The Obsolete Geek recently did an episodeof his Computer Hunting series where he found the motherload of apple II systems, as wellas a few other impressive pieces.

He graciously donated one of the Apple IIc’s that he acquiredthat day, and here it is.

This thing appears to have had a hard life.

The keys are prettyyucky, the case is all yellowed, there’s sticky goo all over it in many places.

Yeah,it’s pretty gross.

Now, technically, it does work, but the video connector is veryflakey, as you can see here.

In fact the RCA connector is noticeably loose to the touch.

So, I think it’s time to take this piece of history and give it some special love.

So the first thing to do is see about getting all of the gunk off of the case using somealcohol.

Some of this stuff takes a good bit of scrubbing to remove.

And I kept findingmore and more little places all over it that needed cleaning.

I spent almost an hour justcleaning the surfaces on this thing.

I used a toothbrush to get the dirt out of the ventholes.

Next it was time to start disassembly of the unit.

It turns out the IIc has a speciallittle snap in the front that you have to find….

and two more by the disk drive.

Onceyou get those, the cover comes off pretty easily.

Next, I removed the keyboard.

Thislittle metal box is the power supply and it’s held in by two screws.

But then it removesalmost like a rom cartridge.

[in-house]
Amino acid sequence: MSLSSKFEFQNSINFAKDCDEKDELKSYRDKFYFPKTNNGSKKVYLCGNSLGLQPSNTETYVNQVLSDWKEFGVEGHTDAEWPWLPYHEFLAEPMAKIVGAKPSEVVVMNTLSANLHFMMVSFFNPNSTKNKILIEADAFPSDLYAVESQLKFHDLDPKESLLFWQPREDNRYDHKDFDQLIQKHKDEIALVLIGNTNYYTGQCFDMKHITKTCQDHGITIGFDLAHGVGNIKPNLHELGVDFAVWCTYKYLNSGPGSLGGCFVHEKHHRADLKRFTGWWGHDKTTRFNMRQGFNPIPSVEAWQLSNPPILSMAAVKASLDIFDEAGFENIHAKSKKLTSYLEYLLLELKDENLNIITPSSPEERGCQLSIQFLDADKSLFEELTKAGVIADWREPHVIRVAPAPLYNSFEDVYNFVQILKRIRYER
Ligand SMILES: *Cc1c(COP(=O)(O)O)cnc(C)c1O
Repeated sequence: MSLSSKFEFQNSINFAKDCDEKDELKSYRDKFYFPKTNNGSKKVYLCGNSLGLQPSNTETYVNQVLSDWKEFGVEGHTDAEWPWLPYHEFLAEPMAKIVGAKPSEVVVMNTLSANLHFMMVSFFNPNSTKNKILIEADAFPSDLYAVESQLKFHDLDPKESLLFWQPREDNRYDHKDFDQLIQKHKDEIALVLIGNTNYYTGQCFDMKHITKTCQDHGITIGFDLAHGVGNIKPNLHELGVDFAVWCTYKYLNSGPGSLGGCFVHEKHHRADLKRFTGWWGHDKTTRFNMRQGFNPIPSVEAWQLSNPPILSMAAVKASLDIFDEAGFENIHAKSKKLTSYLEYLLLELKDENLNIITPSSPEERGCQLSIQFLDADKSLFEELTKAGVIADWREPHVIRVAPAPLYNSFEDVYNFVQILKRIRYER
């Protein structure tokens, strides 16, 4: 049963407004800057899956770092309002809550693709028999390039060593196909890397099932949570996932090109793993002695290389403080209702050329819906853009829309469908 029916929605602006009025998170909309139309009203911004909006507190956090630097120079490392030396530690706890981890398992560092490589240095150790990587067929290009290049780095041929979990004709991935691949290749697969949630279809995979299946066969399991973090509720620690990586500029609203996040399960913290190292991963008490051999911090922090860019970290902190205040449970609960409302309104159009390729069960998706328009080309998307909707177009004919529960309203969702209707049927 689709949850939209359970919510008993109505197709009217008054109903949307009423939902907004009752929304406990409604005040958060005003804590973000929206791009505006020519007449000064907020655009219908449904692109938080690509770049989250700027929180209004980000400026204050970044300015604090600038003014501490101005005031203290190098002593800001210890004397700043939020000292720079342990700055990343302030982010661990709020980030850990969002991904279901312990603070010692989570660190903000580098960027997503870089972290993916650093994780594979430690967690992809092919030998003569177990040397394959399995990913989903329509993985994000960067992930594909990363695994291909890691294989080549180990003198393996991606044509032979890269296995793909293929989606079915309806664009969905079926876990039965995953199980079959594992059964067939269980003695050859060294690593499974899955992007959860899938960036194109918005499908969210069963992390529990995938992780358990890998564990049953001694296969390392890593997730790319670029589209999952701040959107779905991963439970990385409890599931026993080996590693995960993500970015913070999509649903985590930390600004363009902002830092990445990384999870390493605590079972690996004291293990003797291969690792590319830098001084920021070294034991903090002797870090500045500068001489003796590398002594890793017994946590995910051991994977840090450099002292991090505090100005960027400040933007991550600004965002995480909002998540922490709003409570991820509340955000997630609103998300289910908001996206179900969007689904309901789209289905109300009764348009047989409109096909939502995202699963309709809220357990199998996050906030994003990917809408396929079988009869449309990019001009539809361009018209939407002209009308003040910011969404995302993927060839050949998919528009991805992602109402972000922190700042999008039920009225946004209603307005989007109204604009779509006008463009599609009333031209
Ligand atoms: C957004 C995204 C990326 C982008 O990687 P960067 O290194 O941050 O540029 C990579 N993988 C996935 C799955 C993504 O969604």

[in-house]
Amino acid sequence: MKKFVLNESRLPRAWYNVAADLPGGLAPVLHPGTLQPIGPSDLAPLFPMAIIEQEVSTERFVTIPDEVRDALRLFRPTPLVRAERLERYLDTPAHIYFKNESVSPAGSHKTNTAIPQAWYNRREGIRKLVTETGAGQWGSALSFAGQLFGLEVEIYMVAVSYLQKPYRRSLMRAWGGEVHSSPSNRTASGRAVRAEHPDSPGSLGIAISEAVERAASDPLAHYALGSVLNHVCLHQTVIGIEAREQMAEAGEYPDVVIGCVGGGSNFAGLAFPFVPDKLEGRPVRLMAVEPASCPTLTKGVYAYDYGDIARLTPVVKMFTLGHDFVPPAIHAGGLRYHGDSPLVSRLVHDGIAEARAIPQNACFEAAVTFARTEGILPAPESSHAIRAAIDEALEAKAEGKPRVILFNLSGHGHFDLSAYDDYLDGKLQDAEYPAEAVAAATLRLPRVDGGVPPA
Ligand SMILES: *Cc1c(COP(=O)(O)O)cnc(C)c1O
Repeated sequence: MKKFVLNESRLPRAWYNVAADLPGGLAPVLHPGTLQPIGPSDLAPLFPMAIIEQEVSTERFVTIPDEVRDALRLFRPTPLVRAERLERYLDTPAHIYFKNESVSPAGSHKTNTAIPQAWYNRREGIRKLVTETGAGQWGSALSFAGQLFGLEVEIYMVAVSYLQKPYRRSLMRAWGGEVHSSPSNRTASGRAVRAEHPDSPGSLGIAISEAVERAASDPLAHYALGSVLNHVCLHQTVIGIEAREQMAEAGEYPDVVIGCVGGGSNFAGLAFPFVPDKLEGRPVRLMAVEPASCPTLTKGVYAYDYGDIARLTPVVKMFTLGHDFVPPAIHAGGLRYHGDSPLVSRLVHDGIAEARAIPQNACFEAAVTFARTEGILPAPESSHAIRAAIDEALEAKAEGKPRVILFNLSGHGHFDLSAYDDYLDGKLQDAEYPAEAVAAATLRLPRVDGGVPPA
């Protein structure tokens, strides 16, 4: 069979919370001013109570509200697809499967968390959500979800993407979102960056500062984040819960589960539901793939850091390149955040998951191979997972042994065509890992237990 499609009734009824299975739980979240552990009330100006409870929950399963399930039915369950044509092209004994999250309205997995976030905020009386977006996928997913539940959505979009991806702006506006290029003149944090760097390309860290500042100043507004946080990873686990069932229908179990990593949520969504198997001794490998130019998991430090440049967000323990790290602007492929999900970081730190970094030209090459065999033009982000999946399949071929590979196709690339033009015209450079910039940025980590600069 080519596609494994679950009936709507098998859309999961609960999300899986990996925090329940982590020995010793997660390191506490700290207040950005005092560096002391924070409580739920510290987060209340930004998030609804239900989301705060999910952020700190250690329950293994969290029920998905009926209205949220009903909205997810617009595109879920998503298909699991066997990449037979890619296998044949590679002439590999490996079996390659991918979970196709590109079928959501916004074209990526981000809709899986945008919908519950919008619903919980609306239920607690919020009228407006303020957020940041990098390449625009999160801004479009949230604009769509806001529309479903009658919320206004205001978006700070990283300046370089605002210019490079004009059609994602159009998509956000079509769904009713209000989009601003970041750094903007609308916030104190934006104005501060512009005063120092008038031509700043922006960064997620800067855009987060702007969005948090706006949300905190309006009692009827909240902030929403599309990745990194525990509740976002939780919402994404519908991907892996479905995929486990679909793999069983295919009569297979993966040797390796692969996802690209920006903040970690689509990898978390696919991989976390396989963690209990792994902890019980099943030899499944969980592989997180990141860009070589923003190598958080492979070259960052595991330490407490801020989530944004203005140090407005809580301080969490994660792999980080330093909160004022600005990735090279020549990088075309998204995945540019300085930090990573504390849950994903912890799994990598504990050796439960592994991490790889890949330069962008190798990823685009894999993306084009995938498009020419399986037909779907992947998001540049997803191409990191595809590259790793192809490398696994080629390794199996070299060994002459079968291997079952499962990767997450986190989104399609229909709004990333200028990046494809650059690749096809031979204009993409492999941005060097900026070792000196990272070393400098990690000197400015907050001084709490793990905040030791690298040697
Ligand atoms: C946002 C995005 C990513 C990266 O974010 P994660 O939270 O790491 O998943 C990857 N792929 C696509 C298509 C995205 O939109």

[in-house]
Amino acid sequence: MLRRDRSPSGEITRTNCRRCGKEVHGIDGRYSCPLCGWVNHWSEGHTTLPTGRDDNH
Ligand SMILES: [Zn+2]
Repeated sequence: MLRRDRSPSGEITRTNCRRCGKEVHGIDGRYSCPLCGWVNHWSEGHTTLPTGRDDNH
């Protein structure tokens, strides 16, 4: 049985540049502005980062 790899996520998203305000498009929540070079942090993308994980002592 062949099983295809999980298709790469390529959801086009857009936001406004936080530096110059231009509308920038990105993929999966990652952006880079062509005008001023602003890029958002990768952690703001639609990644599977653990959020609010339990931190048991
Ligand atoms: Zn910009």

Next I unplugged the disk drive and removed it out of the system,exposing the entire logic board.

While we’re here, let’s have a little tour of the board.

So, here’s the CPU.

It’s essentially the same 6502 used in many computers from the1980’s.

Here’s a whopping 128K of RAM, which was actually quite a lot for an 8-bitcomputer.

These are the UARTs for the serial ports.

This is the character ROM.

This isthe video generator chip, ROM BASIC, and the IO chips.

OK, so back to disassembly.

I’llremove the last few screws holding the logic board in, and then remove the board.

Thiswill make it easier to work on the case.

There’s also a metal shield on the bottom that needsto come out.

And the last thing to remove is this pesky beeper speaker.

I had to pryit out.

I did the final wash of the plastics in the sink.

I also dusted off the logic boardwith some compressed air.

Ok, I wanted to get started on treating the case plasticsfirst.

So I laid out some plastic wrap on the bench and coated it with hydrogen peroxidesolution.

Then I wrapped up the case… then sat it out in the sun to soak up some UV radiation.